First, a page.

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Do you use Subjective or Standardized Status Reports Guidelines in your Organization?  Effectively presenting a clear understanding of the status of your project in a single word or color is not the easiest thing to successfully do.  There is a very subjective nature to the normal status definitions of “Green / Yellow / Red” in your status reports.  It’s a normal way to represent a quick reflection of how your project is doing.  It is also a way to grab a sponsor’s attention quickly at times where you need that executive engagement to ensure the success of your project.

In this article, I want to discuss the value of a Standardized Project Status methodology.  There are many ways for a PMO to develop a standard method of representing the status of the projects they manage.  Some PMO’s will leave it totally to the discretion of the Project Manager and the Project Sponsor.  While this is not wrong, it can put the Project Manager in a difficult position at times during the project.  (You can read my article “Your PMO Should be The Trusted Source of Truth” – CLICK HERE).

If we are completely frank, any status of your project has a degree of subjectiveness to it, as a result of the human nature of the Project Manager(s) running the projects.  Every process within the PMO should allow for, and encourage the Project Managers to utilize their experience and discretion in the implementation of that process within their project.  The intent of a Standardized Project Status methodology is to put a foundation in place that triggers the Project Manager to review and evaluate the status with his Project Team and Sponsor(s).

I am a proponent of that every project status report should show four elements to present the status of the project.  Below is a cut-out of an actual status report template that I have used in multiple PMO reporting scenarios.  As you can see from the image, the intent of this section of the status report is to provide insight into the key areas of the project: Scope, Schedule, and Budget, as well as provide an Overall reflection of the status of the project.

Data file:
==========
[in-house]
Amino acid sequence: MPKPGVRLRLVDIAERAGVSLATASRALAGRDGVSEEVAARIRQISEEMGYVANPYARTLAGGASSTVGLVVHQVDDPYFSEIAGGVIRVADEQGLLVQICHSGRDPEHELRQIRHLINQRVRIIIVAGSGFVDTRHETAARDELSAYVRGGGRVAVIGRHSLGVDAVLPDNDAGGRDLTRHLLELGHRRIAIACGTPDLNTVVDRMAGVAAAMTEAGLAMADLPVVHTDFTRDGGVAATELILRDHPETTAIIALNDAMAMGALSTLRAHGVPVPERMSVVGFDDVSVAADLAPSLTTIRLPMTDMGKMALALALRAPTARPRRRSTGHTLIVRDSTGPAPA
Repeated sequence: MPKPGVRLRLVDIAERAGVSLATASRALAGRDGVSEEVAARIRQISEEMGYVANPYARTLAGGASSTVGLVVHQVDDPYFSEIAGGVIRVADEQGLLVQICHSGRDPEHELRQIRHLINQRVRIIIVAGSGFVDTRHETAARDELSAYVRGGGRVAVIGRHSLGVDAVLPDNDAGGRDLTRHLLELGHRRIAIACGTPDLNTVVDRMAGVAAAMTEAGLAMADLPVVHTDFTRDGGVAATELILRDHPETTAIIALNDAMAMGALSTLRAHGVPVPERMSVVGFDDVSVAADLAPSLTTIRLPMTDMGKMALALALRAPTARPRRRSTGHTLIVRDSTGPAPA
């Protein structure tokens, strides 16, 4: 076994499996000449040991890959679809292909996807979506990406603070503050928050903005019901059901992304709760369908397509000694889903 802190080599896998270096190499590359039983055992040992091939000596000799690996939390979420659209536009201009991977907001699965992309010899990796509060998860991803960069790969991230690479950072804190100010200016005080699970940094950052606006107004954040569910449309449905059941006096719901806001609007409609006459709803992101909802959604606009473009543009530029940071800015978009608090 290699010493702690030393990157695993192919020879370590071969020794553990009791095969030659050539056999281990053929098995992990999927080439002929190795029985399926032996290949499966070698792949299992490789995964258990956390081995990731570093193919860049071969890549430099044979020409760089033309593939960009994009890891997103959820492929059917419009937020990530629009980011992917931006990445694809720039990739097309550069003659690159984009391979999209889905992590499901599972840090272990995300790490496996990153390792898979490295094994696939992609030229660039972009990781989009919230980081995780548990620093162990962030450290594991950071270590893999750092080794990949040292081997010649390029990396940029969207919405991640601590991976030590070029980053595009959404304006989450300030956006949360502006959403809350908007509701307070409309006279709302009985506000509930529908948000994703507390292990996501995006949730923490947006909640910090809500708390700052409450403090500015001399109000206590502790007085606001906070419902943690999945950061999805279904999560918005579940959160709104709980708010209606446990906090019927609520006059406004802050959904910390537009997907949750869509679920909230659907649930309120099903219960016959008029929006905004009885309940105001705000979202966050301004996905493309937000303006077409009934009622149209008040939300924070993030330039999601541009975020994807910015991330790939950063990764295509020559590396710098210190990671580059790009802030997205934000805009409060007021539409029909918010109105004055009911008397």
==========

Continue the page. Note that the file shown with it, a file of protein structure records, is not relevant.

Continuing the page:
Project Status – In these four Project Status fields, you present the status of the context of the Triple Constraints.  This section of your status report should be used to provide your Project Sponsor and Project Team members a quick reference to key status areas of your project.

  1. Overall Status – Overall Project Status is a reflection of the other three status areas.  Here, you will select the appropriate color (Green / Yellow / Red) and include the percentage completed for the entire Project or Program.
  2. Scope Status – Scope Status is a reflection of how the project is tracking to the original and approved scope. Include the percent complete to the defined scope of your Project or Program and select the appropriate color (Green / Yellow / Red).
  3. Schedule Status – Schedule Status is a reflection of how the project is tracking to your approved / baselined project schedule. Include the percentage completed of the original schedule and select the appropriate color (Green / Yellow / Red).
  4. Budget Status – Budget Status is a reflection of how the project is tracking to your approved project or program budget. Include the percentage completed of the budget utilized against the approved budget and select the appropriate color (Green / Yellow / Red).